system percolates. The boundary between sparsely connected
and percolating networks is well-known to be a phase transition:
with a very large number of runs or a very large lattice, the
boundary region becomes so thin it is approximated by a point.
Percolation allows for long-range correlations between
cells, so that distant cells are linked through the highly-
Phase transitions and percolation occur frequently in nature.
For instance, the ranges of two tree-dwelling squirrel species in
New Mexico is divided by the phase-transition border between forest
patches whose canopies are disjointed or percolated. Langton's work
on phase transitions is compelling because it hints of ways to
measure and perceive the special conditions under which self-
organization might be possible.
o far we've described the general
mechanisms and features of
SOS and illustrated Langton's experiment which demonstrated a thin
region of complexity between order and chaos at which
self-organization might be possible. Before continuing, it's
important to note that these postulates are not proven, and in fact
are under intense scrutiny (Mitchell, Hraber and Crutchfield 1993,
Horgan 1995, Sigmund 1995) because of the many assumptions the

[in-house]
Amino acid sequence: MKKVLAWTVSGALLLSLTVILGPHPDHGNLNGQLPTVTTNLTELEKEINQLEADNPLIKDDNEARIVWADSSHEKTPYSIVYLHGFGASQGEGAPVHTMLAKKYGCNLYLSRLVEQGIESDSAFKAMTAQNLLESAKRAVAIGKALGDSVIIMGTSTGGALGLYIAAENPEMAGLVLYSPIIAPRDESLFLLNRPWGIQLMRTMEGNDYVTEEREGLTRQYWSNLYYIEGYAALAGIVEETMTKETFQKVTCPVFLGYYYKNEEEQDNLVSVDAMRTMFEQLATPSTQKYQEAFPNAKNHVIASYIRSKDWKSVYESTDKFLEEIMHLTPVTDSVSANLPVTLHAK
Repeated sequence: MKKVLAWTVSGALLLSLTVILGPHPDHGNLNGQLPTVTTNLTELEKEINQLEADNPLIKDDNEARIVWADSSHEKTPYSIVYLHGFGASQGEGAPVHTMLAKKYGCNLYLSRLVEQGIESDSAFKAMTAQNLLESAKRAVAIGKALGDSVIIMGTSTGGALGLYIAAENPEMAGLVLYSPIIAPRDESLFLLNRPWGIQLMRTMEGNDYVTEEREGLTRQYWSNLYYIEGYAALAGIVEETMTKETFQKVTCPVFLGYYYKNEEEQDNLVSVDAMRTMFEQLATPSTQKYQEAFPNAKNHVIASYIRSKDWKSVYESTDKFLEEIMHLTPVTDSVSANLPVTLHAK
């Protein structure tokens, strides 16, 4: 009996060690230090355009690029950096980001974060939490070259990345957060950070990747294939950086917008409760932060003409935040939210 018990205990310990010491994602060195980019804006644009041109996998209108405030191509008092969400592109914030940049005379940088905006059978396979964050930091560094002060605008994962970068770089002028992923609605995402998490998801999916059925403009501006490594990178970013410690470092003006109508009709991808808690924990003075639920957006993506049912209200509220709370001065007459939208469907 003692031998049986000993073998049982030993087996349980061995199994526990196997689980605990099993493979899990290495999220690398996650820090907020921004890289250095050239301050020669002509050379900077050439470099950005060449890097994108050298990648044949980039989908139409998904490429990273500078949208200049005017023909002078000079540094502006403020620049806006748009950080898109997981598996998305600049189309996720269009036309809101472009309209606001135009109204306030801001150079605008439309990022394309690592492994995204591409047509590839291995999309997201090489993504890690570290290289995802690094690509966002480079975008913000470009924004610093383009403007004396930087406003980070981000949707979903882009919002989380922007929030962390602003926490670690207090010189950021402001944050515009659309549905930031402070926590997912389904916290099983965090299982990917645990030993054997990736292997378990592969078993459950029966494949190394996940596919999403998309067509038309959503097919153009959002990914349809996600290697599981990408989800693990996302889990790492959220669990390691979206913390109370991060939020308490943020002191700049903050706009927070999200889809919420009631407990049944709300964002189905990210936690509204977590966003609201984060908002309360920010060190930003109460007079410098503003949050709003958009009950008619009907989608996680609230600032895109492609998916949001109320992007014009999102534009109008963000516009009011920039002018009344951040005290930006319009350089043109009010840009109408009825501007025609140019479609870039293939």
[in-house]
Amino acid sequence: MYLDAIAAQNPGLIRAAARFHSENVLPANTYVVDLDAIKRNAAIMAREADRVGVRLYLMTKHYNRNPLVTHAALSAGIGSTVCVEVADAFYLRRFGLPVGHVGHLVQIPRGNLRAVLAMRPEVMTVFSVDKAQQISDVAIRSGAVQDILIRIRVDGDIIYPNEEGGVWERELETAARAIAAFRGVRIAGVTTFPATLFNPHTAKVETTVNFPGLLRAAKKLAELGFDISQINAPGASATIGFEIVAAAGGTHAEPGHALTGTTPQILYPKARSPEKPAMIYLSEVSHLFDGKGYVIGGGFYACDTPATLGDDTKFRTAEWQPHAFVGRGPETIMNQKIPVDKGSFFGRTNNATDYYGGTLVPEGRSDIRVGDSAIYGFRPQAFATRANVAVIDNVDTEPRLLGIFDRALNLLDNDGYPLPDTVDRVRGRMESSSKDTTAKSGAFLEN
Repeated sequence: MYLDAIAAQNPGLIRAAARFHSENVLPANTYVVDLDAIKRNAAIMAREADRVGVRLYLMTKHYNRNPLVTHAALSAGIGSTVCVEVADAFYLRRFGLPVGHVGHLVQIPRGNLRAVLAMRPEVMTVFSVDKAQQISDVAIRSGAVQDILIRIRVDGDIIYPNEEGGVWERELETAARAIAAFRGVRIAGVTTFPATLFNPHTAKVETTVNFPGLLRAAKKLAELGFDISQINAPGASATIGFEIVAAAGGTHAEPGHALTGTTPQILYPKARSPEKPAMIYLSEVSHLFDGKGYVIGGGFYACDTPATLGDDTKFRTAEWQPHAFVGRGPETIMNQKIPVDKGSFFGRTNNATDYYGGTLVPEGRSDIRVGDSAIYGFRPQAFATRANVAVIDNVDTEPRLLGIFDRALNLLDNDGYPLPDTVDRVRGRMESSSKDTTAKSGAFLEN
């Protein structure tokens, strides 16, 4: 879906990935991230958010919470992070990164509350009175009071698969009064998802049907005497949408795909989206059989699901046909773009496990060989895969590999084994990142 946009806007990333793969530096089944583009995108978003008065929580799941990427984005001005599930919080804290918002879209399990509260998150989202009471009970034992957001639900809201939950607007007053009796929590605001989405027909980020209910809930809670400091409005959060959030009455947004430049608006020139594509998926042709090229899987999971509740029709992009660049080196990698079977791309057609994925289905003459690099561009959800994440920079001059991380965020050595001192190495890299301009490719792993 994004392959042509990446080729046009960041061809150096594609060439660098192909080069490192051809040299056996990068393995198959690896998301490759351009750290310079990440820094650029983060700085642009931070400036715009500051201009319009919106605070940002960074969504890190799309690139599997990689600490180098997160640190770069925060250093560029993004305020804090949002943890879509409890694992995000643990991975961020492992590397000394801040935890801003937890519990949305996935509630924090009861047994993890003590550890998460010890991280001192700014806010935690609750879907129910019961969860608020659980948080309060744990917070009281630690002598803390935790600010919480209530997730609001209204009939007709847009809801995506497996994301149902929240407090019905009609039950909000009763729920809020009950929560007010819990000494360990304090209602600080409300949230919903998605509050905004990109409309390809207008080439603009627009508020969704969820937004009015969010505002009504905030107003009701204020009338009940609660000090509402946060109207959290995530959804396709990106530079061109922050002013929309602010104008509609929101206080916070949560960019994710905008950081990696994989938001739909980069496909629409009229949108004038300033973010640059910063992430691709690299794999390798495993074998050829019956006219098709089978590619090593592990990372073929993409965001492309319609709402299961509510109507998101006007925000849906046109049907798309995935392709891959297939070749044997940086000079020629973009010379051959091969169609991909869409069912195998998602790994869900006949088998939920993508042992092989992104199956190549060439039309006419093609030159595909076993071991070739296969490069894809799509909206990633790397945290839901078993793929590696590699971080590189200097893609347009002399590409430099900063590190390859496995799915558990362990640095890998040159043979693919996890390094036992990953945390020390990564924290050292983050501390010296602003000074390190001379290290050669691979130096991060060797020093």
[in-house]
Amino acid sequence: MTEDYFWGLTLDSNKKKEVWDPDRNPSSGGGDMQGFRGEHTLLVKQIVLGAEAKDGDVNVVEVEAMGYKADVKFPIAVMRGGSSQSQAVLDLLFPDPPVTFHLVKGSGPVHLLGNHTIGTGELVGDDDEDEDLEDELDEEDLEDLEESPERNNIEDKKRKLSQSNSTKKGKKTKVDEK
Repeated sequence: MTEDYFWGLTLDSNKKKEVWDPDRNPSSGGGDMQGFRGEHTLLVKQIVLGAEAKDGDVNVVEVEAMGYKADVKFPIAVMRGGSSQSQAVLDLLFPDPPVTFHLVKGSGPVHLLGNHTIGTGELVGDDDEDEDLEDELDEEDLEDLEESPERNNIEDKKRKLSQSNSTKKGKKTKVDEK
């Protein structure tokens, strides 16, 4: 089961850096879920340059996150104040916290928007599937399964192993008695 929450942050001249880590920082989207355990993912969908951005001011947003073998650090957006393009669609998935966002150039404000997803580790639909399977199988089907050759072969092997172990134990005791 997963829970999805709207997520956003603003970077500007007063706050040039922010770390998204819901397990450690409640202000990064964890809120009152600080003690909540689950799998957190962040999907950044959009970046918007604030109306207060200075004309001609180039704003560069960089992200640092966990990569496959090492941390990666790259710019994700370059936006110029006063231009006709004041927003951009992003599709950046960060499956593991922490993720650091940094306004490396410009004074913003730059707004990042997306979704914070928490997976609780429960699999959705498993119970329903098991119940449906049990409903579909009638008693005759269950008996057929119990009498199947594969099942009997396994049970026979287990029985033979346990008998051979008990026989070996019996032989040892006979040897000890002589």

models make and the many profound conclusions drawn from them.
Research in this area continues, though, because of the appeal of
a theory of self-organization that could help us understand the
origins of order and life, and perhaps the process of evolution as
ak et al. (1988) studied the behavior of
dynamical systems using computer simulations of their 'sandpile'
model. In this model, sand is poured onto a table in a continuous
stream. At a certain point, the pile is as large as it can get,
and more sand falls off the sides. The pile is very sensitive to
perturbation (if the table is jostled sand falls). Yet it cannot
be too sensitive, or the maximum slope would not be a regular
value, but would fluctuate depending on initial conditions and
disturbance. Because of this precarious yet stable balance, Bak et
al. say that the system is critical. Further, they note
that the system self-organizes to this critical state without any
fine tuning of the model: with any initial conditions the system
settles on the critical state. Linking this with "1/f" noise and
fractal self-similarity, they speculate that self-organized
criticality (SOC) "might be the underlying concept for
temporal and spatial scaling in dissipative nonequilibrium
While this claim is still unproved, some have recognized the
diagnostic use of linking SOC with fractal self-similarity and
"1/f" noise. In other words, self-similar structure and
dissipation at all scales might be indicators that a system is at
Empirical tests: rainforests and ant colonies
ole and Manrubia (1995) use Bak's
theories to examine whether
a rainforest exhibited SOC. Knowing that treefall and gap
formation are vital to rainforest dynamics, they claim that the